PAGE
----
Jessica Vitalis is a Columbia MBA-wielding writer. After leaving home at 16, Vitalis explored several careers before turning her talents to middle grade literature. She brings her experience growing up in a nontraditional childhood to her stories. She explores themes such as death and grief, domestic violence, and socio-economic disparities. With a mission to write thought-provoking and entertaining literature, she often includes magic and fantastical settings. As an active volunteer in the kidlit community, she’s also passionate about using her privilege to lift up other voices. In addition to volunteering with We Need Diverse Books and Pitch Wars, she founded Magic in the Middle. It is a series of free monthly recorded book talks, to help educators introduce young readers to new stories. An American expat, she now lives in Canada with her husband and two precocious daughters.
YEM was able to speak with Jessica about her most enjoyable part of the writing process, who inspired her to write the book, and some of her all time favorite books.
Young Entertainment Mag: When did you first know that you wanted to write a book and have it published?
Jessica Vitalis: Growing up, I read constantly, and I wrote a lot of poetry, but it never occurred to me that I could actually be an author; it wasn’t until college when I found out one of my professors was published that the dream started to take shape. It took me another decade to start working on a manuscript in earnest and another thirteen years after that to get my first book deal!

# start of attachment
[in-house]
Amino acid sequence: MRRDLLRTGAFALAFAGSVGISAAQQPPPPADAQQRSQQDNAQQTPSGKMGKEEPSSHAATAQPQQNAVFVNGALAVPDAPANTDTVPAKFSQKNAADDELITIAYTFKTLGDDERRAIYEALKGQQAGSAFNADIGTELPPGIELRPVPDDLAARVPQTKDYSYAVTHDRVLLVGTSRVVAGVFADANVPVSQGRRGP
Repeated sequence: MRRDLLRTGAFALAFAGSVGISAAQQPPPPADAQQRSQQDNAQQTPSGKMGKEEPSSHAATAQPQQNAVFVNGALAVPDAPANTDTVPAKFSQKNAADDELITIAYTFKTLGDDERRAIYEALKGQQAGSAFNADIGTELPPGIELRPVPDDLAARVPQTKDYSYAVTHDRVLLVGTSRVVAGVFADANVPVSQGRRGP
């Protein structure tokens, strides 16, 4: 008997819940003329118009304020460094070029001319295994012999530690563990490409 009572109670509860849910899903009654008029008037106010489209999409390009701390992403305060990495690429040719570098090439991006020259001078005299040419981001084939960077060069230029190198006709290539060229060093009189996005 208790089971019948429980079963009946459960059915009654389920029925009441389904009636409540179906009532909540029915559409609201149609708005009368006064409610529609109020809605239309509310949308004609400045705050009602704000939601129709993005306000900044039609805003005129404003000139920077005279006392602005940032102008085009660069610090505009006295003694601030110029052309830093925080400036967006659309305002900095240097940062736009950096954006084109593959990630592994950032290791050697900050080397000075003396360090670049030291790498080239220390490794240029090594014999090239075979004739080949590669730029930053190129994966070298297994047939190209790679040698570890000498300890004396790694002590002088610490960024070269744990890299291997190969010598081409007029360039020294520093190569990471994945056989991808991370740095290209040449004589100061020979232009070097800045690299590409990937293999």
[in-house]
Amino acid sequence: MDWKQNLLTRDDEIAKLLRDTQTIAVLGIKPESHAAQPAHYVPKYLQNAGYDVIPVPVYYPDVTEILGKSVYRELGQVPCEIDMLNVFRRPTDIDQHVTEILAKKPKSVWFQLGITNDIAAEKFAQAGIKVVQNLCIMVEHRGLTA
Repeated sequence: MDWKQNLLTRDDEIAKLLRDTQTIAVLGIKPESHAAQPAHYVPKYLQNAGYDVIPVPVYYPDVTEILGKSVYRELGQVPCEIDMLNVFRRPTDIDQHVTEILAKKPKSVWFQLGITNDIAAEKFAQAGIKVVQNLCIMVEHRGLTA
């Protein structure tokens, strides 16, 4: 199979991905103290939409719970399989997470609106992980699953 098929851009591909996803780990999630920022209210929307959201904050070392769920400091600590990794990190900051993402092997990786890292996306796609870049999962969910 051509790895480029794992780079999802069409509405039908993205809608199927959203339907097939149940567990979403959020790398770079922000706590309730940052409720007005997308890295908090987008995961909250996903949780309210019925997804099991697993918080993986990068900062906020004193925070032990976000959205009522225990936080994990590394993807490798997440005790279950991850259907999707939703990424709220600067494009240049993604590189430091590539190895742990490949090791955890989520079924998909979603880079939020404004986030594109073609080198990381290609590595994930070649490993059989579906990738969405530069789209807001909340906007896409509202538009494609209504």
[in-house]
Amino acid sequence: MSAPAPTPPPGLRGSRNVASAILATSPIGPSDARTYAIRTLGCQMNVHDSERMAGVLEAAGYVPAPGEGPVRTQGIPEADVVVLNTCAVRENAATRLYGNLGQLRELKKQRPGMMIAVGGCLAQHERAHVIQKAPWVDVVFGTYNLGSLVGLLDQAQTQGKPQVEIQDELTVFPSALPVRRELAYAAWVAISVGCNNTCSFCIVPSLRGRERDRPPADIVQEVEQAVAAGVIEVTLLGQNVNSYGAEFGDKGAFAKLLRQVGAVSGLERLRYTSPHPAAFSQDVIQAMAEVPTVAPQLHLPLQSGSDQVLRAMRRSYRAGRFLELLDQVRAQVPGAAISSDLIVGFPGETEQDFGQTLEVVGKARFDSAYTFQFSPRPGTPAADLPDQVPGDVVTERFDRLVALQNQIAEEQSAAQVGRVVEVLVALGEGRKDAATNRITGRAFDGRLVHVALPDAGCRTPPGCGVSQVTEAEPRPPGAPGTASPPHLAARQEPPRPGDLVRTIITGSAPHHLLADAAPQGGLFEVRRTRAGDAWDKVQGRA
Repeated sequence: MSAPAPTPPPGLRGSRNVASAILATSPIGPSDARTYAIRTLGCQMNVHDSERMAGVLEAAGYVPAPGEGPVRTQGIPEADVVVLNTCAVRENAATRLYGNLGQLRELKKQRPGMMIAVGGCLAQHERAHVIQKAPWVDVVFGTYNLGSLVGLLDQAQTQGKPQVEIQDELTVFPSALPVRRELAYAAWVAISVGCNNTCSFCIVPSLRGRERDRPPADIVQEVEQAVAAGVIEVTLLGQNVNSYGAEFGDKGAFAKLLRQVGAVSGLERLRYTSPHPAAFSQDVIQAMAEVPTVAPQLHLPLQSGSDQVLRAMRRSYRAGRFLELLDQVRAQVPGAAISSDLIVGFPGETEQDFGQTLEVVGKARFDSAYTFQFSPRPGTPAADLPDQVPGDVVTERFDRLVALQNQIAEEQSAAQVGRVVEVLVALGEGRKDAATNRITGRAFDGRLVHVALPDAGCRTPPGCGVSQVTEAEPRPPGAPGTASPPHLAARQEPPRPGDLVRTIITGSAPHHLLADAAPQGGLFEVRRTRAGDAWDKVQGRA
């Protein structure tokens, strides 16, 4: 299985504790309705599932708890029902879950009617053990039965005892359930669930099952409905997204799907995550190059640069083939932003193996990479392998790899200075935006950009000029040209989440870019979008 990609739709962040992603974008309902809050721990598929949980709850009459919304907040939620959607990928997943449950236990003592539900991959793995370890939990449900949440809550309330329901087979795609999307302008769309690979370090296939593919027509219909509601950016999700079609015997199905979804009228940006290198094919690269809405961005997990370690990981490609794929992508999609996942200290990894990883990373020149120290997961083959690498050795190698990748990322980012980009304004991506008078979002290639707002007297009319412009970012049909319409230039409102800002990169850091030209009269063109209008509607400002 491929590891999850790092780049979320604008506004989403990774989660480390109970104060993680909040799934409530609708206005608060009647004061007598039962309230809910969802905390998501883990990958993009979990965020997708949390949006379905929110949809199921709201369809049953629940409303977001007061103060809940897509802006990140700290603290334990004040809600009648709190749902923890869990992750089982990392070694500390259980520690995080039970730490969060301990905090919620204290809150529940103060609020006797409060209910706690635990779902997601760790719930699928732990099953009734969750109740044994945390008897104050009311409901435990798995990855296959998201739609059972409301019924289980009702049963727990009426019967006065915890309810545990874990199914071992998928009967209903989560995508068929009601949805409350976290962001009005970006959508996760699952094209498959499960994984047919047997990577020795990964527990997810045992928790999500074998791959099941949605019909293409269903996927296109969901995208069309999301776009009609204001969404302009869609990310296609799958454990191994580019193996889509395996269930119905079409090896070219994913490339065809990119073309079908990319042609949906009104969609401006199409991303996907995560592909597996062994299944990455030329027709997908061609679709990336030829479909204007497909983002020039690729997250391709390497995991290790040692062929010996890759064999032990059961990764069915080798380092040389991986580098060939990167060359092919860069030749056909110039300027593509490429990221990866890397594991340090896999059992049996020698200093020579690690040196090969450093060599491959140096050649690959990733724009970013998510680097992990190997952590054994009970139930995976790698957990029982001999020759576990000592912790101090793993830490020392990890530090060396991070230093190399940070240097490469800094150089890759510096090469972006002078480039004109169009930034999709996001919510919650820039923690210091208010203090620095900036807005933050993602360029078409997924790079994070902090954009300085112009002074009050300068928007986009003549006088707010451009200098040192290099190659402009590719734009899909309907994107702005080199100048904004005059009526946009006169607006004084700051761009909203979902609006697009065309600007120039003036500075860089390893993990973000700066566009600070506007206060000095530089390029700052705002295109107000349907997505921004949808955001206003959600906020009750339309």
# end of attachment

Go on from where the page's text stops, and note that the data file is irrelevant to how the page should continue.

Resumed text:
YEM: The Wolf’s Curse is your debut novel, what is it about?
Jessica: The Wolf’s Curse is a Grim Reaper retelling; it’s about a Great White Wolf who is very, very old and very, very tired. But in 800 years, she’s only found three people suitable for her job: one died early, one said no, and the other is a twelve-year-old boy named Gauge. Unfortunately, everyone in the village thinks Gauge is a witch. He’s been in hiding half his life, all because he once saw the Wolf—and then the Lord Mayor’s wife died. Now Gauge’s only protector, his beloved grandpapá, is dead too. The Wolf visits the boy again, this time with an offer––she can save him the pain of growing up. Now that he’s well and truly all alone in the world, it may be the only way to escape the bounty on his head. If only his grandpapa’s last words hadn’t been, Stay away from the Wolf.
YEM: When did the idea of this book first come to you?
Jessica: I was standing in front of my bookshelf, searching for inspiration, when my gaze landed on a worn copy of Markus Zusak’s The Book Thief. I wondered what kind of story I would write with Death as the narrator, and The Wolf’s Curse was born!
YEM: What was the most enjoyable part of the writing process for you?
Jessica: Normally I would say the revision stage; that’s when the pressure to fill a blank page is gone and I’m able to play with words until I find exactly the right combination to express what I’m trying to convey. But with The Wolf’s Curse, even the first draft was a lot of fun. The wolf’s voice really drove the story and I was always eager to find out what might happen (or what she might say) next.
YEM: Was there a specific scene in your book that you are particularly proud of having written?